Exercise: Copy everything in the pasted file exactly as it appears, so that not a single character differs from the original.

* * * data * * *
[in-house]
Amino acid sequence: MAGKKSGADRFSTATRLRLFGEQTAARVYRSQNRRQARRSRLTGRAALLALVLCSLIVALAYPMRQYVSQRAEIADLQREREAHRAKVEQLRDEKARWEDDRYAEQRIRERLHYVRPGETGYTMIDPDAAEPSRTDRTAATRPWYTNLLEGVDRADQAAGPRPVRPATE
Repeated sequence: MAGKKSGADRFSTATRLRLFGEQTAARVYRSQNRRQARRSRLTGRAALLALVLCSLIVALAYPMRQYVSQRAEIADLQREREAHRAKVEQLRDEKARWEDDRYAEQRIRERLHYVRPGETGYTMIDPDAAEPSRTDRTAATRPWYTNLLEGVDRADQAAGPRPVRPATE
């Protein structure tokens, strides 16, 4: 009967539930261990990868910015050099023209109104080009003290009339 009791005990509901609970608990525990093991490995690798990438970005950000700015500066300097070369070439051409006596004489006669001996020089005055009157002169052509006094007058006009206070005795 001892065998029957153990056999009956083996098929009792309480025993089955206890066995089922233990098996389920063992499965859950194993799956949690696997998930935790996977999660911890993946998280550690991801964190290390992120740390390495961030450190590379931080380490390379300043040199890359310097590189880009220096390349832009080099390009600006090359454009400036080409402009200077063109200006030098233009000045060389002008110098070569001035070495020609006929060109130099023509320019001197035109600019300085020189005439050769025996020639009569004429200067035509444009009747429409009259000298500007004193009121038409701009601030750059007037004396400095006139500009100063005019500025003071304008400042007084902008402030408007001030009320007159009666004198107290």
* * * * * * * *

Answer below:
[in-house]
Amino acid sequence: MAGKKSGADRFSTATRLRLFGEQTAARVYRSQNRRQARRSRLTGRAALLALVLCSLIVALAYPMRQYVSQRAEIADLQREREAHRAKVEQLRDEKARWEDDRYAEQRIRERLHYVRPGETGYTMIDPDAAEPSRTDRTAATRPWYTNLLEGVDRADQAAGPRPVRPATE
Repeated sequence: MAGKKSGADRFSTATRLRLFGEQTAARVYRSQNRRQARRSRLTGRAALLALVLCSLIVALAYPMRQYVSQRAEIADLQREREAHRAKVEQLRDEKARWEDDRYAEQRIRERLHYVRPGETGYTMIDPDAAEPSRTDRTAATRPWYTNLLEGVDRADQAAGPRPVRPATE
């Protein structure tokens, strides 16, 4: 009967539930261990990868910015050099023209109104080009003290009339 009791005990509901609970608990525990093991490995690798990438970005950000700015500066300097070369070439051409006596004489006669001996020089005055009157002169052509006094007058006009206070005795 001892065998029957153990056999009956083996098929009792309480025993089955206890066995089922233990098996389920063992499965859950194993799956949690696997998930935790996977999660911890993946998280550690991801964190290390992120740390390495961030450190590379931080380490390379300043040199890359310097590189880009220096390349832009080099390009600006090359454009400036080409402009200077063109200006030098233009000045060389002008110098070569001035070495020609006929060109130099023509320019001197035109600019300085020189005439050769025996020639009569004429200067035509444009009747429409009259000298500007004193009121038409701009601030750059007037004396400095006139500009100063005019500025003071304008400042007084902008402030408007001030009320007159009666004198107290």